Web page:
Why do people wear rings on their fingers? For personal adornment, of course, but as often as not because of the social meanings they bear and communicate. Perhaps the world’s oldest form of jewelry, rings symbolize love, betrothal and marriage. They represent the wearer’s status, group affiliation and ancestry. They express religious, superstitious and moral beliefs. They may be trophies, memorials and, as in the case of the signet ring, a device for sealing and authenticating letters and documents.

In its most basic form as a small hoop made of anything that can be turned into a circle, the ring is the simplest, least encumbering kind of jewelry. Yet, as shown by “Treasures and Talismans: Rings From the Griffin Collection,”an absorbing exhibition at the Cloisters, a ring can be a miniature sculpture of marvelous complexity, skill and imagination.

Rings, including this Roman key ring, are the primary focus of the exhibition.CreditRichard Goodbody/The Metropolitan Museum of Art

Organized by C. Griffith Mann, the curator of the Cloisters, the exhibition features more than 60 rings made in Europe from late Ancient Roman times to the Renaissance, and it’s amplified by two dozen paintings and sculptural objects relating to ring making. All the rings are from a trove that was acquired over 30 years by a private collector and is on long-term loan to the Met. With rings and other objects involving many varieties of metalworking techniques, all kinds of gems and precious stones and many different social functions, the exhibition is an excellent introduction to a field of study that is both highly specialized and loaded with popular appeal.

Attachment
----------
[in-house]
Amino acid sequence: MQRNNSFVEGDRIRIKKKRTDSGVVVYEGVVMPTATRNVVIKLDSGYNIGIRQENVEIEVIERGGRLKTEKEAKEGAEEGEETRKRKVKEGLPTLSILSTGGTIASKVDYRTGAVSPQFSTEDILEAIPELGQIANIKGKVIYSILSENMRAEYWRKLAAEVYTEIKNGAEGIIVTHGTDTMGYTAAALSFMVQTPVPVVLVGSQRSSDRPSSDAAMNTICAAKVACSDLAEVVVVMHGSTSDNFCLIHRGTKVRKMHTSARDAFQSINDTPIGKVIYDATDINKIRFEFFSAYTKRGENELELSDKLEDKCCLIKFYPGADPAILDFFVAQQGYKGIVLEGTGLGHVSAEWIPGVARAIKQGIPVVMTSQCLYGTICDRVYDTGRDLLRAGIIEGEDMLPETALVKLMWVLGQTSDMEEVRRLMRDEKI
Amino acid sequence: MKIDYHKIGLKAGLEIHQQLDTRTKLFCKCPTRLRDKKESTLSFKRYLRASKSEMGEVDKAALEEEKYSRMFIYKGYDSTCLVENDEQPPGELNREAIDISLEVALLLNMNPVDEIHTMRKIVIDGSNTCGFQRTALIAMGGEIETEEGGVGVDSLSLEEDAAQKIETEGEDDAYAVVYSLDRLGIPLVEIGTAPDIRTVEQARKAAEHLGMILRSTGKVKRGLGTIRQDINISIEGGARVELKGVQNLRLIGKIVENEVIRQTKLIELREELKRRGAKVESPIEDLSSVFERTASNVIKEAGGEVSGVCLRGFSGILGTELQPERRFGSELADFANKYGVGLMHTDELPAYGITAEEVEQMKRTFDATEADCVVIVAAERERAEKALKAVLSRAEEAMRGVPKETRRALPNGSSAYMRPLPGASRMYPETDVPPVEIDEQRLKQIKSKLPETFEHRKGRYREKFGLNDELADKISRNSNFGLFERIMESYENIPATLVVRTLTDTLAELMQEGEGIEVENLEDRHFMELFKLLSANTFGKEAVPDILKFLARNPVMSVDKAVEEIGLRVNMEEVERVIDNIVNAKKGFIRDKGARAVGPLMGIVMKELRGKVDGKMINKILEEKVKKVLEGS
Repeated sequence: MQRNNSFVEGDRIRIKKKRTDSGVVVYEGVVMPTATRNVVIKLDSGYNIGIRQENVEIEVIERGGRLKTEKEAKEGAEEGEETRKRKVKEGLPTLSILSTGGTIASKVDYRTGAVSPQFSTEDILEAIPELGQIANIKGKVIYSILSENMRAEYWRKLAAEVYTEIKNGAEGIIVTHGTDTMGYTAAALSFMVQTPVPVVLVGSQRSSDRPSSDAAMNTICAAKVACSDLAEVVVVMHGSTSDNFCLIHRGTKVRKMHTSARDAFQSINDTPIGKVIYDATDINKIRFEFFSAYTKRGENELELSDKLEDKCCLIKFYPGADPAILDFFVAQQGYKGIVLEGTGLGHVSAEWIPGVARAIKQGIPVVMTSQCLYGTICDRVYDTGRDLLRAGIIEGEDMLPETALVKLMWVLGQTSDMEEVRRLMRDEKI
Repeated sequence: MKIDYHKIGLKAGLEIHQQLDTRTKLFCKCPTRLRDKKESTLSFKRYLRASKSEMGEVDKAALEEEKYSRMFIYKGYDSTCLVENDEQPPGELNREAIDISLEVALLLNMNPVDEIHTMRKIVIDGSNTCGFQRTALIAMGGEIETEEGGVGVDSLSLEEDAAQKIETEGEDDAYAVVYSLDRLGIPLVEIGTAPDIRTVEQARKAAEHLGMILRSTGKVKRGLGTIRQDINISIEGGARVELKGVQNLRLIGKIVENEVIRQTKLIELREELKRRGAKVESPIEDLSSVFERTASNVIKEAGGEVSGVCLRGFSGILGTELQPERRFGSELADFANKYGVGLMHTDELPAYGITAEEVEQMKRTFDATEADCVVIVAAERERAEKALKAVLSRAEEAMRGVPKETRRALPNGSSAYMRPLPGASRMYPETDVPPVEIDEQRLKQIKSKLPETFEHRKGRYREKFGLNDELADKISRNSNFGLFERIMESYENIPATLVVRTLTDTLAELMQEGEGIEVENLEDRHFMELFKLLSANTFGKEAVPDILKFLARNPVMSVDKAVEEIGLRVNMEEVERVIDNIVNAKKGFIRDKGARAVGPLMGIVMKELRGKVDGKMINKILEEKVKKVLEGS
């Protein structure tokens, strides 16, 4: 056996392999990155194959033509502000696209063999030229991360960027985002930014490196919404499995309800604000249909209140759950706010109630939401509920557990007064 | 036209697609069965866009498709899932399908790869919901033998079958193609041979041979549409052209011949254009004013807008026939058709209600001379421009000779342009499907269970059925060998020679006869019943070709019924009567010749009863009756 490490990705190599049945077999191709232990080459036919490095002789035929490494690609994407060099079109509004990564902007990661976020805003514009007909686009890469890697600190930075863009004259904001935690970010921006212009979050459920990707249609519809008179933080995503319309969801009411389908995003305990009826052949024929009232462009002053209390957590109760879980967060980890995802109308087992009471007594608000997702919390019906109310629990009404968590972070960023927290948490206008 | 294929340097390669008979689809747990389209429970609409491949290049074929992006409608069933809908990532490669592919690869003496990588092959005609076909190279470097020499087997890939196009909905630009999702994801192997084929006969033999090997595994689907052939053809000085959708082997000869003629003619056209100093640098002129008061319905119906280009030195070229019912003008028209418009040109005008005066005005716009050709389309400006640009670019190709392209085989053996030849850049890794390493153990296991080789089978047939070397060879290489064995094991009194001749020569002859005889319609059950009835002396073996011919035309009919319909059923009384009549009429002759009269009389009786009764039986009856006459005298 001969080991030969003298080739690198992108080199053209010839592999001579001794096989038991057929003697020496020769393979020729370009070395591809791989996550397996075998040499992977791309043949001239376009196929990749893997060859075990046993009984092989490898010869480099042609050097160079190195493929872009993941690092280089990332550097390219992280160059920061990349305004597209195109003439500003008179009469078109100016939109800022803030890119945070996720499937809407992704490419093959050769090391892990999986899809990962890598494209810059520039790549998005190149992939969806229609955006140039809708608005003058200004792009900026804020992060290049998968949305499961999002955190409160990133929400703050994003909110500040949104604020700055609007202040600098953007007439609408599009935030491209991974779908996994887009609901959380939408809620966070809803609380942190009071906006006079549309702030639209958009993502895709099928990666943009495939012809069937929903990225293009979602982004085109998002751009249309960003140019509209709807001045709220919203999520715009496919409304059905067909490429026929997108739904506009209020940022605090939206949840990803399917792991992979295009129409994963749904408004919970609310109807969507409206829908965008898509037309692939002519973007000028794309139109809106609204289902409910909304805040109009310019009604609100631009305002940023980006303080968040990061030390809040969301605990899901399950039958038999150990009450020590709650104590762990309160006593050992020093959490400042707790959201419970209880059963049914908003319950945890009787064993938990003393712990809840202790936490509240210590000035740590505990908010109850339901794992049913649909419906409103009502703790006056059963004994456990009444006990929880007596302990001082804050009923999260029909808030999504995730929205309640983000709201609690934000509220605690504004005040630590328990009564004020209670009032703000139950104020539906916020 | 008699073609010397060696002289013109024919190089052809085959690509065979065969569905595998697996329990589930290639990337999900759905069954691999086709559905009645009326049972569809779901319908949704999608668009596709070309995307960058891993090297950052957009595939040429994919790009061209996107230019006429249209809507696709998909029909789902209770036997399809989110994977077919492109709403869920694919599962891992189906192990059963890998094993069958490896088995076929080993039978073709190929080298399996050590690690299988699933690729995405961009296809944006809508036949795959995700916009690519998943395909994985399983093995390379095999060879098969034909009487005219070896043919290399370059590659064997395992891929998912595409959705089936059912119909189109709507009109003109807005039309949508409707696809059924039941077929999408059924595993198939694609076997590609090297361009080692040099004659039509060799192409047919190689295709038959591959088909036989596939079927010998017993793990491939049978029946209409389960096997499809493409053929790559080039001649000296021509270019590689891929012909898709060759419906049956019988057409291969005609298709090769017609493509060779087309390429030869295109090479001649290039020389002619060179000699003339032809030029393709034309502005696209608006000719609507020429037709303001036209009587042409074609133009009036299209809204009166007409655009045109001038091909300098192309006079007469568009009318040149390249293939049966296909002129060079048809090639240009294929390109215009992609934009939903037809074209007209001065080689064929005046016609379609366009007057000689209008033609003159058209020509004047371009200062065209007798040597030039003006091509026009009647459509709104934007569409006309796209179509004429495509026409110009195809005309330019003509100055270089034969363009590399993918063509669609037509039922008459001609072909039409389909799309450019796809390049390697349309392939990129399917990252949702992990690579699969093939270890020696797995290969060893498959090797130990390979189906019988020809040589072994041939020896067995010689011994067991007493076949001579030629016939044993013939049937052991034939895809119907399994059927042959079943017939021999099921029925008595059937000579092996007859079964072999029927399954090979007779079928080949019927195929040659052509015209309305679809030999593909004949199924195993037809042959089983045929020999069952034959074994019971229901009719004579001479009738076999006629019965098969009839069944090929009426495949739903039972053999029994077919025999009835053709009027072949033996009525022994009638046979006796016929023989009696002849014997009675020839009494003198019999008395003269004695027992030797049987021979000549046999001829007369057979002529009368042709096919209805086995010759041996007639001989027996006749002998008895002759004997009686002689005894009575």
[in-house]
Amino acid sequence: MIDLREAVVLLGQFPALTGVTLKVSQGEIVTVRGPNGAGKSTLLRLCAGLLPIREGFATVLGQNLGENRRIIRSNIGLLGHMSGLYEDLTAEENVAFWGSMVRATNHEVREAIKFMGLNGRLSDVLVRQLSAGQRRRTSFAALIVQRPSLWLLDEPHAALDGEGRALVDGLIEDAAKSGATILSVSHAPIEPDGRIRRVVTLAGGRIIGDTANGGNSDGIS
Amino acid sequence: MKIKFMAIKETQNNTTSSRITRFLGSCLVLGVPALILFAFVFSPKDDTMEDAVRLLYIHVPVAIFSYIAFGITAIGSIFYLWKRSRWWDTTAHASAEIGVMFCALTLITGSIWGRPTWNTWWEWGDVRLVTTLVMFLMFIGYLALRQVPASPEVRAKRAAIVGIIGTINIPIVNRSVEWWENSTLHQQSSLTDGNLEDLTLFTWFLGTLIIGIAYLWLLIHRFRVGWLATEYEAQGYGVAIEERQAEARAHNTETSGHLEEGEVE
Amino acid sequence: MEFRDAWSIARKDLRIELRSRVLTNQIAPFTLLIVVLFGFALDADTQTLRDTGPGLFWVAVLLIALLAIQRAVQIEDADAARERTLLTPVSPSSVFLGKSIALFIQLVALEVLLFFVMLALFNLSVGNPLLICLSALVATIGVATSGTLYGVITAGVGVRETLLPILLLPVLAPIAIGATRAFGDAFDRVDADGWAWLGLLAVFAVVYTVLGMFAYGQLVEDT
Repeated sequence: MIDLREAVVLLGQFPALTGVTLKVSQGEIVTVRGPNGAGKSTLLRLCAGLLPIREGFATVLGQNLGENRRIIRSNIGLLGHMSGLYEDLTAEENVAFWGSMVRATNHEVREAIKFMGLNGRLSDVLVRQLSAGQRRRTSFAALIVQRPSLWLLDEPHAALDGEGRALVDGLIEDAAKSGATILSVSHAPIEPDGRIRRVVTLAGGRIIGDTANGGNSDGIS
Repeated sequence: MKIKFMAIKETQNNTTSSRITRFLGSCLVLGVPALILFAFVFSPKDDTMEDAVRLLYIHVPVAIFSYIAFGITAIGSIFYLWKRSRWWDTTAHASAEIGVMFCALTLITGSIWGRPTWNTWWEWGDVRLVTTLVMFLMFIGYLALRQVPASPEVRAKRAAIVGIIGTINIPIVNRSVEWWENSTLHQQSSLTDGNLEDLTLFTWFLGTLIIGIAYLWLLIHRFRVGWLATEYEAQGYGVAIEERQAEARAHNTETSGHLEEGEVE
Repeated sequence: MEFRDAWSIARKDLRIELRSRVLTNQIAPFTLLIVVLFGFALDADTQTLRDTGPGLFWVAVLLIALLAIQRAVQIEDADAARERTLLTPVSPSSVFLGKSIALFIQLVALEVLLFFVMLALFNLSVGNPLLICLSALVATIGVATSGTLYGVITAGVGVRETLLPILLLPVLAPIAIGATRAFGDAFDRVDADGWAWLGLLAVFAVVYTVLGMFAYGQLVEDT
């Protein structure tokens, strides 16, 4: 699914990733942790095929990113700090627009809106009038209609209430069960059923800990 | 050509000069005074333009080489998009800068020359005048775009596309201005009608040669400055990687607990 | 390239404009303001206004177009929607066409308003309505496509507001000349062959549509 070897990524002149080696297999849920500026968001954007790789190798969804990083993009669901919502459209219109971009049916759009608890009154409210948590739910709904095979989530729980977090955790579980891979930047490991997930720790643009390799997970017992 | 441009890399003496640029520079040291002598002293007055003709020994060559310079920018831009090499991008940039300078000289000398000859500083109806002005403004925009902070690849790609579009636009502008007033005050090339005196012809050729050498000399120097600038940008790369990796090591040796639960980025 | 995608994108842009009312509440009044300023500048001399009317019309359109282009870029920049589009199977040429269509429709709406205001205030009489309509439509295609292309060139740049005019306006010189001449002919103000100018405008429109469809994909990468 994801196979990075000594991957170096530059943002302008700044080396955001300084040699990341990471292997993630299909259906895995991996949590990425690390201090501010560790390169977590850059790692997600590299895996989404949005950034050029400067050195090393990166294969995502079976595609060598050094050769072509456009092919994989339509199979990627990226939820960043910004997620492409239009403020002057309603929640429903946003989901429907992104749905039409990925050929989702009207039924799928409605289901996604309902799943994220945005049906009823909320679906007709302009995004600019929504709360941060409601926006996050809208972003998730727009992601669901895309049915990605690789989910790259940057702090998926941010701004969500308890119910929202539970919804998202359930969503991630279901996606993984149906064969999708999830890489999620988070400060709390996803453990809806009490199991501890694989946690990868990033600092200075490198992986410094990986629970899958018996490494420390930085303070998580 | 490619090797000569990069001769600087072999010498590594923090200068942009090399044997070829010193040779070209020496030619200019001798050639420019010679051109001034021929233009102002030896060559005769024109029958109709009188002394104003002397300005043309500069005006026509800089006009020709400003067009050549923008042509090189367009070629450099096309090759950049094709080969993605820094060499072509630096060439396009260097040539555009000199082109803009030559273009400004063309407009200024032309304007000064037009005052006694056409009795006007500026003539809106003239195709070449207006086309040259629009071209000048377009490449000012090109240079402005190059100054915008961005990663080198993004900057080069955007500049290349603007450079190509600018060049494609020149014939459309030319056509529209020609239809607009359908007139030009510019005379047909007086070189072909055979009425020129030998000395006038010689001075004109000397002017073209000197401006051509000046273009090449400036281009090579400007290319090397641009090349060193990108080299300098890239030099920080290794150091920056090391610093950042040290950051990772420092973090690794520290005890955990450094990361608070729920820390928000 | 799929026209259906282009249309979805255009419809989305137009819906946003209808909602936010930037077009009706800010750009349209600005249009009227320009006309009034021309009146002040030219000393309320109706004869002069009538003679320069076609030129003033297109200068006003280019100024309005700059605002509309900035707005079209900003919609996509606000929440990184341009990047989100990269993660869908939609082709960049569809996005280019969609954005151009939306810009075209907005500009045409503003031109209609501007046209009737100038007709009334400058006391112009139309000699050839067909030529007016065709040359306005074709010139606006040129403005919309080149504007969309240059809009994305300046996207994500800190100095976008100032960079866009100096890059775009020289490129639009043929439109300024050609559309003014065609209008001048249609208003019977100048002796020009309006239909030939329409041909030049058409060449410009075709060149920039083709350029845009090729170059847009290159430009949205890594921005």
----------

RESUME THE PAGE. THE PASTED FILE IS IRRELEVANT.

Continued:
Photo

A Renaissance cusp ring from Northern Europe.CreditRichard Goodbody/The Metropolitan Museum of Art

One of the most impressive pieces is a Renaissance gimmel ring made in Germany in 1631. A gimmel ring has multiple hoops that fit together like puzzle pieces. This one, made of gold, has two circles that separate to reveal within each one’s bezel a little cavity occupied by a baby in one and a skeleton in the other. The hoops are molded in the form of snakes with additional, decorative elements painted in bright enamels. Together they share the inscription “Whom God has joined together, let no man tear asunder.”

A sixth-century architectural ring from France. CreditRichard Goodbody/The Metropolitan Museum of Art

At the less complicated end of the spectrum are British posy rings from the 16th and 17th centuries, the simplest of which are ornament-free gold bands with amorous inscriptions on the inside like “I Like My Choyse” and“Providence Divine Hath Made Thee Mine.”

(Incidentally, unless you have superhuman vision, you might consider bringing a magnifying glass. Otherwise, for the many details that elude the naked eye you can see every ring in bigger-than-life photographs on the Met’s website for the show.)

A gemstone ring. CreditRichard Goodbody/The Metropolitan Museum of Art

Some rings are as interesting for their back stories as for their immediate sumptuous presence. One of the collection’s rarest pieces, an inscribed sapphire ring, has a large blue stone engraved in Arabic — perhaps in the 10th century — with the name “Abdas-Salam ibn Ahmad.” Associated with chastity and purity, sapphires were quarried in Ceylon, Arabia and Persia. This one had traveled along trade routes to the West where, ultimately, a 14th-century Italian goldsmith set it into a vigorously sculptural gold ring inscribed, “For love you were made and for love I wear you.” There’s the seed of a Hollywood epic in that.